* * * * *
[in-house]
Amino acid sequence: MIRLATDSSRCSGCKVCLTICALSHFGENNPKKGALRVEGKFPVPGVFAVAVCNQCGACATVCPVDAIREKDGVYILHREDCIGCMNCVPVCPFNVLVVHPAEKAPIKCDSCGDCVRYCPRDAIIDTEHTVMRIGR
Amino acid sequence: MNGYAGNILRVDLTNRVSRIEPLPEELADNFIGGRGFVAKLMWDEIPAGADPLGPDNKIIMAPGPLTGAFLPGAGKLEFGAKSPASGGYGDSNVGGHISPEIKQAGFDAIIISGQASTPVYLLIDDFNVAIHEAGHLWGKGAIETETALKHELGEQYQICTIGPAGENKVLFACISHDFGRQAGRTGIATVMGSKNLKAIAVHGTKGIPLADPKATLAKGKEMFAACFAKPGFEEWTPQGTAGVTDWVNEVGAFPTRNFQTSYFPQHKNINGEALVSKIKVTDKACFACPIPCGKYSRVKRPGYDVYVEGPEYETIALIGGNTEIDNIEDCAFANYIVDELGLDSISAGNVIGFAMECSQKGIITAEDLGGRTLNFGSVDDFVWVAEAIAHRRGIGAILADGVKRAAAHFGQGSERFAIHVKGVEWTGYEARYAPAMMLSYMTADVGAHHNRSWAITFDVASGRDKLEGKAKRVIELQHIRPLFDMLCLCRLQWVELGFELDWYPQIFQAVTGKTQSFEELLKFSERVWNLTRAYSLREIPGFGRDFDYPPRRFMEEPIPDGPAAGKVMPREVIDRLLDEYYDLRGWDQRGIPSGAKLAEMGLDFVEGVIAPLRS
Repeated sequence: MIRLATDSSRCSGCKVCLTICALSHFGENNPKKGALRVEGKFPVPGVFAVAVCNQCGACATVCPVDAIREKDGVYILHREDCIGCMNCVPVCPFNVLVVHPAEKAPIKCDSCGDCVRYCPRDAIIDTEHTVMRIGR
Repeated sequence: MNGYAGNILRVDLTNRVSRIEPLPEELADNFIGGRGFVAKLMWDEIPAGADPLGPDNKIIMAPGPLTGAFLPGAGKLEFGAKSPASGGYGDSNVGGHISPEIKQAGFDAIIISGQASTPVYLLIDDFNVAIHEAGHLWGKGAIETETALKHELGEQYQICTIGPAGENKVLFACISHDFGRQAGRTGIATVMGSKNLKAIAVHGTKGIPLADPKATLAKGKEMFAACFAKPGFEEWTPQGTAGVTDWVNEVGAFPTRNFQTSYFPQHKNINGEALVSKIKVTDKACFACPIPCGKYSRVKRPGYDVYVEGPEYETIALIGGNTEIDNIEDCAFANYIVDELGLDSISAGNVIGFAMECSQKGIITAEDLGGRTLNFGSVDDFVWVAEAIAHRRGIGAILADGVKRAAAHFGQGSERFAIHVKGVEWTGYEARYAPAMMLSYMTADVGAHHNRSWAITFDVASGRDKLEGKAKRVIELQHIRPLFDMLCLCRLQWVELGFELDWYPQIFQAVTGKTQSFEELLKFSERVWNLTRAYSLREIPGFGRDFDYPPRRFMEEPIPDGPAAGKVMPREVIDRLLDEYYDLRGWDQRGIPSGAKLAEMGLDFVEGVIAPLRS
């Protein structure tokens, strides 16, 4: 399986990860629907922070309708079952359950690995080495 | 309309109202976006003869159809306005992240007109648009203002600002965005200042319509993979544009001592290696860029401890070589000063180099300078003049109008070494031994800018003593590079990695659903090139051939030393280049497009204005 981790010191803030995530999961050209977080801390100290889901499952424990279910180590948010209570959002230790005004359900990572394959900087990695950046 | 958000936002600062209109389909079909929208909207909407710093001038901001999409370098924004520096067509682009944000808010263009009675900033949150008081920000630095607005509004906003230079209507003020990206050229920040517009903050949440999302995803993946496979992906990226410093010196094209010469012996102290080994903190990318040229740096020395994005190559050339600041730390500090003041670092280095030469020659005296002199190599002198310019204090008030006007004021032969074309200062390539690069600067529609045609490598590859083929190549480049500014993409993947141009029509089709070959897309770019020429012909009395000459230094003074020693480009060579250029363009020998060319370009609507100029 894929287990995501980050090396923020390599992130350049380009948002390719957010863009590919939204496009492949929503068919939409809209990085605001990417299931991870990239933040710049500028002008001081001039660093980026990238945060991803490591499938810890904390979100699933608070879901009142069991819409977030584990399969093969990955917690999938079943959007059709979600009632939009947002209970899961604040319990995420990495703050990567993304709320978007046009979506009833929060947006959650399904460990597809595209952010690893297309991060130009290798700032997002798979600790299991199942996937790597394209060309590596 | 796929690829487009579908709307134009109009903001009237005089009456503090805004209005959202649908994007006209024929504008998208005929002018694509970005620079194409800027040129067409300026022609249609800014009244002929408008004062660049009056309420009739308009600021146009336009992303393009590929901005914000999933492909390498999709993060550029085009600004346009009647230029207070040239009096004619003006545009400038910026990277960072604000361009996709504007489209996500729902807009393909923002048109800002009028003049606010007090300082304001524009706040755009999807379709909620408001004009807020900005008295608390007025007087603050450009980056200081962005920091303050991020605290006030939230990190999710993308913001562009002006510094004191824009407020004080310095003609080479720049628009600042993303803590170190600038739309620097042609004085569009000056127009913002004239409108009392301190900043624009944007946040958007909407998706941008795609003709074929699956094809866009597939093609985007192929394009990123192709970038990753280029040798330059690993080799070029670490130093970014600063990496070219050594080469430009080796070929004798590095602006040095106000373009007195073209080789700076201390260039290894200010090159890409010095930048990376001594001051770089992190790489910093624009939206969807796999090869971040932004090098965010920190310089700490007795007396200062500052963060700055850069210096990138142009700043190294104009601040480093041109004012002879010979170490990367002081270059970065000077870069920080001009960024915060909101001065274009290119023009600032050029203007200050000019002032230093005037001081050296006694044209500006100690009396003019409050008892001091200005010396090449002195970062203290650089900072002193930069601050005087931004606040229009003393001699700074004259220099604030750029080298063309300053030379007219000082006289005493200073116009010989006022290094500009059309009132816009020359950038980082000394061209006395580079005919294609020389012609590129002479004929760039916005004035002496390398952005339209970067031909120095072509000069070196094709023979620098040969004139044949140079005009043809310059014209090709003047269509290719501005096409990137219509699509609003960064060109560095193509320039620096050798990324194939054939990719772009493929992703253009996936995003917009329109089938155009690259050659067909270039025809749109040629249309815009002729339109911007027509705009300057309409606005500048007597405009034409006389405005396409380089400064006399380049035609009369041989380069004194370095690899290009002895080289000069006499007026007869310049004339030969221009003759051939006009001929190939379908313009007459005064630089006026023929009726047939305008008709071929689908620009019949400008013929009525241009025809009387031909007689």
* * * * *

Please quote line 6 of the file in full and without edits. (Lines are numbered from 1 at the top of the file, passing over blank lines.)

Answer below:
């Protein structure tokens, strides 16, 4: 399986990860629907922070309708079952359950690995080495 | 309309109202976006003869159809306005992240007109648009203002600002965005200042319509993979544009001592290696860029401890070589000063180099300078003049109008070494031994800018003593590079990695659903090139051939030393280049497009204005 981790010191803030995530999961050209977080801390100290889901499952424990279910180590948010209570959002230790005004359900990572394959900087990695950046 | 958000936002600062209109389909079909929208909207909407710093001038901001999409370098924004520096067509682009944000808010263009009675900033949150008081920000630095607005509004906003230079209507003020990206050229920040517009903050949440999302995803993946496979992906990226410093010196094209010469012996102290080994903190990318040229740096020395994005190559050339600041730390500090003041670092280095030469020659005296002199190599002198310019204090008030006007004021032969074309200062390539690069600067529609045609490598590859083929190549480049500014993409993947141009029509089709070959897309770019020429012909009395000459230094003074020693480009060579250029363009020998060319370009609507100029 894929287990995501980050090396923020390599992130350049380009948002390719957010863009590919939204496009492949929503068919939409809209990085605001990417299931991870990239933040710049500028002008001081001039660093980026990238945060991803490591499938810890904390979100699933608070879901009142069991819409977030584990399969093969990955917690999938079943959007059709979600009632939009947002209970899961604040319990995420990495703050990567993304709320978007046009979506009833929060947006959650399904460990597809595209952010690893297309991060130009290798700032997002798979600790299991199942996937790597394209060309590596 | 796929690829487009579908709307134009109009903001009237005089009456503090805004209005959202649908994007006209024929504008998208005929002018694509970005620079194409800027040129067409300026022609249609800014009244002929408008004062660049009056309420009739308009600021146009336009992303393009590929901005914000999933492909390498999709993060550029085009600004346009009647230029207070040239009096004619003006545009400038910026990277960072604000361009996709504007489209996500729902807009393909923002048109800002009028003049606010007090300082304001524009706040755009999807379709909620408001004009807020900005008295608390007025007087603050450009980056200081962005920091303050991020605290006030939230990190999710993308913001562009002006510094004191824009407020004080310095003609080479720049628009600042993303803590170190600038739309620097042609004085569009000056127009913002004239409108009392301190900043624009944007946040958007909407998706941008795609003709074929699956094809866009597939093609985007192929394009990123192709970038990753280029040798330059690993080799070029670490130093970014600063990496070219050594080469430009080796070929004798590095602006040095106000373009007195073209080789700076201390260039290894200010090159890409010095930048990376001594001051770089992190790489910093624009939206969807796999090869971040932004090098965010920190310089700490007795007396200062500052963060700055850069210096990138142009700043190294104009601040480093041109004012002879010979170490990367002081270059970065000077870069920080001009960024915060909101001065274009290119023009600032050029203007200050000019002032230093005037001081050296006694044209500006100690009396003019409050008892001091200005010396090449002195970062203290650089900072002193930069601050005087931004606040229009003393001699700074004259220099604030750029080298063309300053030379007219000082006289005493200073116009010989006022290094500009059309009132816009020359950038980082000394061209006395580079005919294609020389012609590129002479004929760039916005004035002496390398952005339209970067031909120095072509000069070196094709023979620098040969004139044949140079005009043809310059014209090709003047269509290719501005096409990137219509699509609003960064060109560095193509320039620096050798990324194939054939990719772009493929992703253009996936995003917009329109089938155009690259050659067909270039025809749109040629249309815009002729339109911007027509705009300057309409606005500048007597405009034409006389405005396409380089400064006399380049035609009369041989380069004194370095690899290009002895080289000069006499007026007869310049004339030969221009003759051939006009001929190939379908313009007459005064630089006026023929009726047939305008008709071929689908620009019949400008013929009525241009025809009387031909007689």